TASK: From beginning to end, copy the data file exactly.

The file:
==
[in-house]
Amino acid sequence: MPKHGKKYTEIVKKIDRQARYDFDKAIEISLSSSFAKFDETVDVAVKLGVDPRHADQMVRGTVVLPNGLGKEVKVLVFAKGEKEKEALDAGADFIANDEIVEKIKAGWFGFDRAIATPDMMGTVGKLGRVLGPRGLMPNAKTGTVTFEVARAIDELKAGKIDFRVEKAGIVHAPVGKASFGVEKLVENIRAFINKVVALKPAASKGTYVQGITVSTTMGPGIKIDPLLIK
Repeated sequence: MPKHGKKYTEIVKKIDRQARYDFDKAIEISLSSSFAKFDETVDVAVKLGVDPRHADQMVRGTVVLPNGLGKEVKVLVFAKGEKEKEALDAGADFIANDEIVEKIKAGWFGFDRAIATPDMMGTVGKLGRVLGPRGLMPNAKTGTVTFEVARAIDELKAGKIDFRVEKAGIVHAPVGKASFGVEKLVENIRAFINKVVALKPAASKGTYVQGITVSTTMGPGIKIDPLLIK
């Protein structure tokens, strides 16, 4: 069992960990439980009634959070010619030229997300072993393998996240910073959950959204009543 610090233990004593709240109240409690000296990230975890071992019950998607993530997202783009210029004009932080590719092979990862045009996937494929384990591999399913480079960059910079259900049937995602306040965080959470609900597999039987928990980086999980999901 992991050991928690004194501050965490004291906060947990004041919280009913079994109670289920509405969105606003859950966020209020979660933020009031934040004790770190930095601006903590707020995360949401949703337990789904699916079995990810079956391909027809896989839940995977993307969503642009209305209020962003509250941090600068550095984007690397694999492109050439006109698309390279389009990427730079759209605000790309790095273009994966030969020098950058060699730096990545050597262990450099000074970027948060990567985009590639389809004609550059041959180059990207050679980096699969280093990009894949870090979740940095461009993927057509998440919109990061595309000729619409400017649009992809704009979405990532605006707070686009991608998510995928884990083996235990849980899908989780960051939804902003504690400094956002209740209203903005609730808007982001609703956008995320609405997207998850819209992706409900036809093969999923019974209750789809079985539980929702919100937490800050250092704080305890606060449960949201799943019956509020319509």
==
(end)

[in-house]
Amino acid sequence: MPKHGKKYTEIVKKIDRQARYDFDKAIEISLSSSFAKFDETVDVAVKLGVDPRHADQMVRGTVVLPNGLGKEVKVLVFAKGEKEKEALDAGADFIANDEIVEKIKAGWFGFDRAIATPDMMGTVGKLGRVLGPRGLMPNAKTGTVTFEVARAIDELKAGKIDFRVEKAGIVHAPVGKASFGVEKLVENIRAFINKVVALKPAASKGTYVQGITVSTTMGPGIKIDPLLIK
Repeated sequence: MPKHGKKYTEIVKKIDRQARYDFDKAIEISLSSSFAKFDETVDVAVKLGVDPRHADQMVRGTVVLPNGLGKEVKVLVFAKGEKEKEALDAGADFIANDEIVEKIKAGWFGFDRAIATPDMMGTVGKLGRVLGPRGLMPNAKTGTVTFEVARAIDELKAGKIDFRVEKAGIVHAPVGKASFGVEKLVENIRAFINKVVALKPAASKGTYVQGITVSTTMGPGIKIDPLLIK
């Protein structure tokens, strides 16, 4: 069992960990439980009634959070010619030229997300072993393998996240910073959950959204009543 610090233990004593709240109240409690000296990230975890071992019950998607993530997202783009210029004009932080590719092979990862045009996937494929384990591999399913480079960059910079259900049937995602306040965080959470609900597999039987928990980086999980999901 992991050991928690004194501050965490004291906060947990004041919280009913079994109670289920509405969105606003859950966020209020979660933020009031934040004790770190930095601006903590707020995360949401949703337990789904699916079995990810079956391909027809896989839940995977993307969503642009209305209020962003509250941090600068550095984007690397694999492109050439006109698309390279389009990427730079759209605000790309790095273009994966030969020098950058060699730096990545050597262990450099000074970027948060990567985009590639389809004609550059041959180059990207050679980096699969280093990009894949870090979740940095461009993927057509998440919109990061595309000729619409400017649009992809704009979405990532605006707070686009991608998510995928884990083996235990849980899908989780960051939804902003504690400094956002209740209203903005609730808007982001609703956008995320609405997207998850819209992706409900036809093969999923019974209750789809079985539980929702919100937490800050250092704080305890606060449960949201799943019956509020319509």